How to diversify your Twitter news feed on International Women’s Day
Follow these women stat or miss out.
Are you wondering how to celebrate International Women’s Day and advance the causes of women in general? Well, it might be a good idea to take a look at the gender breakdown of who you follow online.
Websites like this one let you see how many women you’re following just by entering your handle.
If your ratio is looking a little lady-light, have a ponder through this list of kick-ass women to follow online, whether you want critical insight, pop culture by the bucket load, or just a bit of a laugh.
woman: [makes joke]— beth mccoll (@imteddybless) February 10, 2018
man: okay you do realise this is INCORRECT? let me explain
Beth has an advice column too and is currently writing a book, How To Come Alive Again, about coping with mental health issues.
“mental illness is all in your head!!” umm ya sweatie where else would i keep it xoxo— beth mccoll (@imteddybless) February 3, 2018
If all the funny tweeters you follow are of the distinctly male variety, give Beth a follow. Her tweets go viral on the regular for a reason.
i just keep getting hotter and smarter— jennmoneydollars (@jennschiffer) March 13, 2016
Jenn is a digital artist, app developer and generally a coding aficionado.
She’s worth a follow for the lowdown on the latest apps and online art made by small-time creators, like this adorable egg timer, this extremely fun pixel GIF text generator, and this illustrated word game.
remember that there were only two female software engineers before 2017: grace hopper and ada lovelace— jennmoneydollars (@jennschiffer) November 5, 2017
Kimberly Rose Drew
a hill i’m willing to die on: if the artwork is safe. let the people take their art selfies.— kimberly rose drew (@museummammy) January 19, 2018
if you get yourself into a museum and feel confident enough to take an image of yourself there. we’re doing our jobs right.— kimberly rose drew (@museummammy) January 19, 2018
Kimberly is the social media manager of the Met Museum in New York, and she writes and tweets on art, activism and race.
My heart cries every time a teacher tells their students they have to be quiet in a Museum.— kimberly rose drew (@museummammy) January 31, 2018
She doesn’t tweet much so won’t spam up your feed, but if you want an artistic injection, or to learn more about museums and black history, check her out.
Ashley C Ford
Ashley is a writer, podcast host, and general fount of knowledge.
One of her tweets, urging people to donate to pay off children’s school lunch bills, set in motion campaigns across the US which raised more than 100,000 dollars to cover youngsters’ outstanding lunch payments.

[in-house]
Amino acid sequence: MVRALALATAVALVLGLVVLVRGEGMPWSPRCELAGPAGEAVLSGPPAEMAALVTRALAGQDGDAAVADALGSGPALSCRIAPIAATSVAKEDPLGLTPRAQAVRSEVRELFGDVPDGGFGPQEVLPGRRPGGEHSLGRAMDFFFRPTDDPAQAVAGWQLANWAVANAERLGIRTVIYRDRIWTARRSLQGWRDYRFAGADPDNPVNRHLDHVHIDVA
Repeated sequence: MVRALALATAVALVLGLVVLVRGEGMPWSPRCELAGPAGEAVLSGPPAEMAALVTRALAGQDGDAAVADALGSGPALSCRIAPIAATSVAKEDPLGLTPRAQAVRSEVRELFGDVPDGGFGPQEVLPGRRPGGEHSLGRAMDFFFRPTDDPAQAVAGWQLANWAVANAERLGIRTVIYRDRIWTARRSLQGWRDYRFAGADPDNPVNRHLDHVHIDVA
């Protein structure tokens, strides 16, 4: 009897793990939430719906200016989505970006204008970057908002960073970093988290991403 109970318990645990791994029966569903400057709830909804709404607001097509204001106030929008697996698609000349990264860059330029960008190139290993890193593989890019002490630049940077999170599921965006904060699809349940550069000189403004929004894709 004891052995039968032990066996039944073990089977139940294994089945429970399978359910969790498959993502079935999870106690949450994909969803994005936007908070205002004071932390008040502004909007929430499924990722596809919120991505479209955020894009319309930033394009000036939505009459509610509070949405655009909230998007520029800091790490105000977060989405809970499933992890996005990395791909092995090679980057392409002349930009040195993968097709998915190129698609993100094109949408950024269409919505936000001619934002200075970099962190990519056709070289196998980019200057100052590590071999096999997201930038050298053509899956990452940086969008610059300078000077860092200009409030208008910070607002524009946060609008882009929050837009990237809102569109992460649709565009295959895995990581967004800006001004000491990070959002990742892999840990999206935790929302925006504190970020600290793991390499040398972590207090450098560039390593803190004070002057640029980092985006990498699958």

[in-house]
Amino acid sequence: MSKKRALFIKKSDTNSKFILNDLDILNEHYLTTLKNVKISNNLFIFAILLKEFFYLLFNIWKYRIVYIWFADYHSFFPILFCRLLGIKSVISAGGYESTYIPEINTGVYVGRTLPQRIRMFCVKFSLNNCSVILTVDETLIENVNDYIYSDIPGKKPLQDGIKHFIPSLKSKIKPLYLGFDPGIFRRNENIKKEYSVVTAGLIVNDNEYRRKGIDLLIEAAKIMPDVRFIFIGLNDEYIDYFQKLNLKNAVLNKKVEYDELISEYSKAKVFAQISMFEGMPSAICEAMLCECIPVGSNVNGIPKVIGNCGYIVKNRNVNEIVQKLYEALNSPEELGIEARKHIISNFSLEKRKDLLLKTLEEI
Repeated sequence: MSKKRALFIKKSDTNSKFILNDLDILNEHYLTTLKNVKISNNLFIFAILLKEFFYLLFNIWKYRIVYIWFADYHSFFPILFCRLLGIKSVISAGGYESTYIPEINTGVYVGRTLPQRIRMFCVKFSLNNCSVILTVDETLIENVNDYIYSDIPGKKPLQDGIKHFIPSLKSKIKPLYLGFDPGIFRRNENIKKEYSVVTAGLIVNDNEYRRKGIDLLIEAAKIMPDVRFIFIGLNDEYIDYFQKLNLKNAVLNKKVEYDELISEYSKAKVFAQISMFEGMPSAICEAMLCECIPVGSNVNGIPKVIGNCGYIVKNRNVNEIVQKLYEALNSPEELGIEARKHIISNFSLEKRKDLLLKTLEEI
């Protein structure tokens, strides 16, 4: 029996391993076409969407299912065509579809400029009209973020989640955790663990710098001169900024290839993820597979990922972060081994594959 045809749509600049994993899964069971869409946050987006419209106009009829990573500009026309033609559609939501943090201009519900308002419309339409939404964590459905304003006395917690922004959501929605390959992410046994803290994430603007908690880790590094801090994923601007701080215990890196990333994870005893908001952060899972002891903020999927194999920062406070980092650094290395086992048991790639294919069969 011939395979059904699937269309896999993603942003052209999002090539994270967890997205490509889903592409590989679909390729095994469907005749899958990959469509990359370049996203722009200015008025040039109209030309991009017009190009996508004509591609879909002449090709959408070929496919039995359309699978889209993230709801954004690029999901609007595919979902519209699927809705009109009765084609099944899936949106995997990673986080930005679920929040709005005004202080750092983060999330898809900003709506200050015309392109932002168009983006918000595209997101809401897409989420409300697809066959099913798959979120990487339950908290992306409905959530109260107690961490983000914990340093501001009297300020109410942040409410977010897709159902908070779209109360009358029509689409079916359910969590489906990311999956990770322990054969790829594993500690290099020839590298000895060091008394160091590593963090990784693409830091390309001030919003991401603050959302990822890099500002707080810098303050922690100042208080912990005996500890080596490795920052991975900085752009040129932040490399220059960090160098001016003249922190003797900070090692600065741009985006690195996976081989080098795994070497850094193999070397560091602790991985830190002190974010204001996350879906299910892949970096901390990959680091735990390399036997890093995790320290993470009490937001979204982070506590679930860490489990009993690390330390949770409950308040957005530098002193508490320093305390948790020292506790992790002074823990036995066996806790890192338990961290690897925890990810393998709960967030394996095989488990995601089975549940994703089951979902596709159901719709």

A cool thing you can do today is try to find out which of your local schools have kids with overdue lunch accounts and pay them off.— Ashley C. Ford (@iSmashFizzle) December 6, 2016
She writes on a number of topics – race, relationships, pop culture – but is also adept at creating tweet threads which grab readers’ attention.
Keah is a writer, journalist and activist, and created the hashtag #disabledandcute.
Disability is not a thing to overcome. It is a thing that forces us to adapt to an inaccessible world.— Keah Brown (@Keah_Maria) February 19, 2018
When you say that we did something despite disability you’re effectively erasing a part of us that isn’t wrong or something to dismiss.— Keah Brown (@Keah_Maria) February 19, 2018
She tweets about culture, her activism, general affirmations and updates on how her debut book of essays, The Pretty One, is doing.
Megan Jayne Crabbe
For anyone reflecting on their year and feeling like a failure for not doing enough:— Megan 🐼 (@bodyposipanda_) December 30, 2017
- whatever you did this year is enough
- their achievements don't make yours any less important
- your value is not measured by your productivity
- it's okay if all you did is survive
She’s always tweeting affirmations, as well as nuanced take-downs of the diet industry and fatphobia.
Dear teenagers,— Megan 🐼 (@bodyposipanda_) February 13, 2018
Your body is not a problem. You do not have to spend your summer counting and weighing instead of growing and living. Go collect memories, not points.#WakeUpWeightWatchers
As well as longer posts on her Instagram about her own struggles with anorexia, she highlights other people in the body positive space, so is a great source for new follows.